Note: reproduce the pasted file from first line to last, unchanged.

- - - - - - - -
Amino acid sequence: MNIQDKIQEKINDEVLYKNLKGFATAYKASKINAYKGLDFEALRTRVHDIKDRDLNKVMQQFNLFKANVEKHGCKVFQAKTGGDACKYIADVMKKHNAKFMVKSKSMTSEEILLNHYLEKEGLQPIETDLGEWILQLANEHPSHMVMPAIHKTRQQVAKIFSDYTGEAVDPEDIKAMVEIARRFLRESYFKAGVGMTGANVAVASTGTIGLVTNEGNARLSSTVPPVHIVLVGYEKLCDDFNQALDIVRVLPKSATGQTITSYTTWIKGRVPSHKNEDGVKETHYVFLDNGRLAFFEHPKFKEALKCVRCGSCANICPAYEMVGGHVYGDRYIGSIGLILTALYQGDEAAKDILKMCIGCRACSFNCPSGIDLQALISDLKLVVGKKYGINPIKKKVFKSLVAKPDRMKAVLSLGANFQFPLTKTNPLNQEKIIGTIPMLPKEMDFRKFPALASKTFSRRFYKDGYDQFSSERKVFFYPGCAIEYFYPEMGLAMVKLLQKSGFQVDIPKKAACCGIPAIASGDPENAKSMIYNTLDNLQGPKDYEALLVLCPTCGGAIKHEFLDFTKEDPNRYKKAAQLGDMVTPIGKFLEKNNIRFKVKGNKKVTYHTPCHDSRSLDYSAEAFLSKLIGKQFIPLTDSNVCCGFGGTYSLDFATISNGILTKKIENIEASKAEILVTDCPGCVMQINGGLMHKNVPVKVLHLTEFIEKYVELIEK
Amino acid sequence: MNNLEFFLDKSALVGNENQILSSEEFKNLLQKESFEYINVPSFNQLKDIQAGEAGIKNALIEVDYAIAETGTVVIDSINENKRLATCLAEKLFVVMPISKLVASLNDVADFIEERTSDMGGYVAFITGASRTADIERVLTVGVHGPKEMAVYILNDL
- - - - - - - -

Amino acid sequence: MNIQDKIQEKINDEVLYKNLKGFATAYKASKINAYKGLDFEALRTRVHDIKDRDLNKVMQQFNLFKANVEKHGCKVFQAKTGGDACKYIADVMKKHNAKFMVKSKSMTSEEILLNHYLEKEGLQPIETDLGEWILQLANEHPSHMVMPAIHKTRQQVAKIFSDYTGEAVDPEDIKAMVEIARRFLRESYFKAGVGMTGANVAVASTGTIGLVTNEGNARLSSTVPPVHIVLVGYEKLCDDFNQALDIVRVLPKSATGQTITSYTTWIKGRVPSHKNEDGVKETHYVFLDNGRLAFFEHPKFKEALKCVRCGSCANICPAYEMVGGHVYGDRYIGSIGLILTALYQGDEAAKDILKMCIGCRACSFNCPSGIDLQALISDLKLVVGKKYGINPIKKKVFKSLVAKPDRMKAVLSLGANFQFPLTKTNPLNQEKIIGTIPMLPKEMDFRKFPALASKTFSRRFYKDGYDQFSSERKVFFYPGCAIEYFYPEMGLAMVKLLQKSGFQVDIPKKAACCGIPAIASGDPENAKSMIYNTLDNLQGPKDYEALLVLCPTCGGAIKHEFLDFTKEDPNRYKKAAQLGDMVTPIGKFLEKNNIRFKVKGNKKVTYHTPCHDSRSLDYSAEAFLSKLIGKQFIPLTDSNVCCGFGGTYSLDFATISNGILTKKIENIEASKAEILVTDCPGCVMQINGGLMHKNVPVKVLHLTEFIEKYVELIEK
Amino acid sequence: MNNLEFFLDKSALVGNENQILSSEEFKNLLQKESFEYINVPSFNQLKDIQAGEAGIKNALIEVDYAIAETGTVVIDSINENKRLATCLAEKLFVVMPISKLVASLNDVADFIEERTSDMGGYVAFITGASRTADIERVLTVGVHGPKEMAVYILNDL